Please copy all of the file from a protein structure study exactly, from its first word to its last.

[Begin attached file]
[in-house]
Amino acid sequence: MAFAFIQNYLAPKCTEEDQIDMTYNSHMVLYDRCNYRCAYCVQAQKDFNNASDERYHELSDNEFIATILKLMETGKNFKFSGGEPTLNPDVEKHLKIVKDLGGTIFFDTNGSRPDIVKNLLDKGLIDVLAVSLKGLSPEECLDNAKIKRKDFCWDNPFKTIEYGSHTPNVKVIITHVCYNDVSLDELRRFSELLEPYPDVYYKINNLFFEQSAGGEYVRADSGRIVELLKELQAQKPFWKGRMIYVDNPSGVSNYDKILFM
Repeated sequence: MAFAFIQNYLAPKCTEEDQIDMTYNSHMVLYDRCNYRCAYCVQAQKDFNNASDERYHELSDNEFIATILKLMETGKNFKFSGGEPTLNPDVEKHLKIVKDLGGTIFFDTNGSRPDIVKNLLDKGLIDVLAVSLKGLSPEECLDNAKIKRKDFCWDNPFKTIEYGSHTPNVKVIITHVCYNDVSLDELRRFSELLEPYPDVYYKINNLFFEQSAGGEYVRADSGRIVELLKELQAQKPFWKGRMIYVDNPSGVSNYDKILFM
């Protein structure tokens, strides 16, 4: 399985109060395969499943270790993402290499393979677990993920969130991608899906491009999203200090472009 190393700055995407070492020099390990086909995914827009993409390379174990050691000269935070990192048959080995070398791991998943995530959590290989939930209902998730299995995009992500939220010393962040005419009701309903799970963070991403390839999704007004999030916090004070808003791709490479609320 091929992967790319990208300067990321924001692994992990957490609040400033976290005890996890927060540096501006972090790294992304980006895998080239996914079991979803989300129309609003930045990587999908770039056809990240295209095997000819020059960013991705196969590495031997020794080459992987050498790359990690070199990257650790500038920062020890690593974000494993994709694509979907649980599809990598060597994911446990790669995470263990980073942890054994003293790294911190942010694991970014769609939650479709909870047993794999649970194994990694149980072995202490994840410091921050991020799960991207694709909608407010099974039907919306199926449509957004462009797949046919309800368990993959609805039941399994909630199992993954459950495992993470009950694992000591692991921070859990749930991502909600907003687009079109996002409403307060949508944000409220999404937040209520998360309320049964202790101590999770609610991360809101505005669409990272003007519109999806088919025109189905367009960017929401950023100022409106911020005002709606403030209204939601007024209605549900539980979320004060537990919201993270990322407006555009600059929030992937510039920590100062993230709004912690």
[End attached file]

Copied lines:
[in-house]
Amino acid sequence: MAFAFIQNYLAPKCTEEDQIDMTYNSHMVLYDRCNYRCAYCVQAQKDFNNASDERYHELSDNEFIATILKLMETGKNFKFSGGEPTLNPDVEKHLKIVKDLGGTIFFDTNGSRPDIVKNLLDKGLIDVLAVSLKGLSPEECLDNAKIKRKDFCWDNPFKTIEYGSHTPNVKVIITHVCYNDVSLDELRRFSELLEPYPDVYYKINNLFFEQSAGGEYVRADSGRIVELLKELQAQKPFWKGRMIYVDNPSGVSNYDKILFM
Repeated sequence: MAFAFIQNYLAPKCTEEDQIDMTYNSHMVLYDRCNYRCAYCVQAQKDFNNASDERYHELSDNEFIATILKLMETGKNFKFSGGEPTLNPDVEKHLKIVKDLGGTIFFDTNGSRPDIVKNLLDKGLIDVLAVSLKGLSPEECLDNAKIKRKDFCWDNPFKTIEYGSHTPNVKVIITHVCYNDVSLDELRRFSELLEPYPDVYYKINNLFFEQSAGGEYVRADSGRIVELLKELQAQKPFWKGRMIYVDNPSGVSNYDKILFM
């Protein structure tokens, strides 16, 4: 399985109060395969499943270790993402290499393979677990993920969130991608899906491009999203200090472009 190393700055995407070492020099390990086909995914827009993409390379174990050691000269935070990192048959080995070398791991998943995530959590290989939930209902998730299995995009992500939220010393962040005419009701309903799970963070991403390839999704007004999030916090004070808003791709490479609320 091929992967790319990208300067990321924001692994992990957490609040400033976290005890996890927060540096501006972090790294992304980006895998080239996914079991979803989300129309609003930045990587999908770039056809990240295209095997000819020059960013991705196969590495031997020794080459992987050498790359990690070199990257650790500038920062020890690593974000494993994709694509979907649980599809990598060597994911446990790669995470263990980073942890054994003293790294911190942010694991970014769609939650479709909870047993794999649970194994990694149980072995202490994840410091921050991020799960991207694709909608407010099974039907919306199926449509957004462009797949046919309800368990993959609805039941399994909630199992993954459950495992993470009950694992000591692991921070859990749930991502909600907003687009079109996002409403307060949508944000409220999404937040209520998360309320049964202790101590999770609610991360809101505005669409990272003007519109999806088919025109189905367009960017929401950023100022409106911020005002709606403030209204939601007024209605549900539980979320004060537990919201993270990322407006555009600059929030992937510039920590100062993230709004912690």